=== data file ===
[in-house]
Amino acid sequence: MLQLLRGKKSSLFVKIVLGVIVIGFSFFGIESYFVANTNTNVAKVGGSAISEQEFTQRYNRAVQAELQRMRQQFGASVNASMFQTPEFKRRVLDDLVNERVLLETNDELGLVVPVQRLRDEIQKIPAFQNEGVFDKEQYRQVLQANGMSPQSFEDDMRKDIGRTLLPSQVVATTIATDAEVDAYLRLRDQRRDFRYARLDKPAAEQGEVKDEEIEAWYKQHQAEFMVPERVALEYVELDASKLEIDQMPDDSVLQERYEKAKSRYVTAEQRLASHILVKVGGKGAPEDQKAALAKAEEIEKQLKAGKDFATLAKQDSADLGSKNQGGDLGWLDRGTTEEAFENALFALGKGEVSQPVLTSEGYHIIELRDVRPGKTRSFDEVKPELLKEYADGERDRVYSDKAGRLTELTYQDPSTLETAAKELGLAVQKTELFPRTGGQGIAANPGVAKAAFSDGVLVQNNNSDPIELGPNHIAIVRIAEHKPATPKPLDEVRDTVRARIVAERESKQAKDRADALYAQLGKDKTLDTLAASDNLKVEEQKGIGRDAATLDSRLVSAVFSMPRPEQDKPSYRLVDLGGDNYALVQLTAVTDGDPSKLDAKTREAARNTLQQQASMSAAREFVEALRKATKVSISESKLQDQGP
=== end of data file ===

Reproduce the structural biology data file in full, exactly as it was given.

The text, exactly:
[in-house]
Amino acid sequence: MLQLLRGKKSSLFVKIVLGVIVIGFSFFGIESYFVANTNTNVAKVGGSAISEQEFTQRYNRAVQAELQRMRQQFGASVNASMFQTPEFKRRVLDDLVNERVLLETNDELGLVVPVQRLRDEIQKIPAFQNEGVFDKEQYRQVLQANGMSPQSFEDDMRKDIGRTLLPSQVVATTIATDAEVDAYLRLRDQRRDFRYARLDKPAAEQGEVKDEEIEAWYKQHQAEFMVPERVALEYVELDASKLEIDQMPDDSVLQERYEKAKSRYVTAEQRLASHILVKVGGKGAPEDQKAALAKAEEIEKQLKAGKDFATLAKQDSADLGSKNQGGDLGWLDRGTTEEAFENALFALGKGEVSQPVLTSEGYHIIELRDVRPGKTRSFDEVKPELLKEYADGERDRVYSDKAGRLTELTYQDPSTLETAAKELGLAVQKTELFPRTGGQGIAANPGVAKAAFSDGVLVQNNNSDPIELGPNHIAIVRIAEHKPATPKPLDEVRDTVRARIVAERESKQAKDRADALYAQLGKDKTLDTLAASDNLKVEEQKGIGRDAATLDSRLVSAVFSMPRPEQDKPSYRLVDLGGDNYALVQLTAVTDGDPSKLDAKTREAARNTLQQQASMSAAREFVEALRKATKVSISESKLQDQGP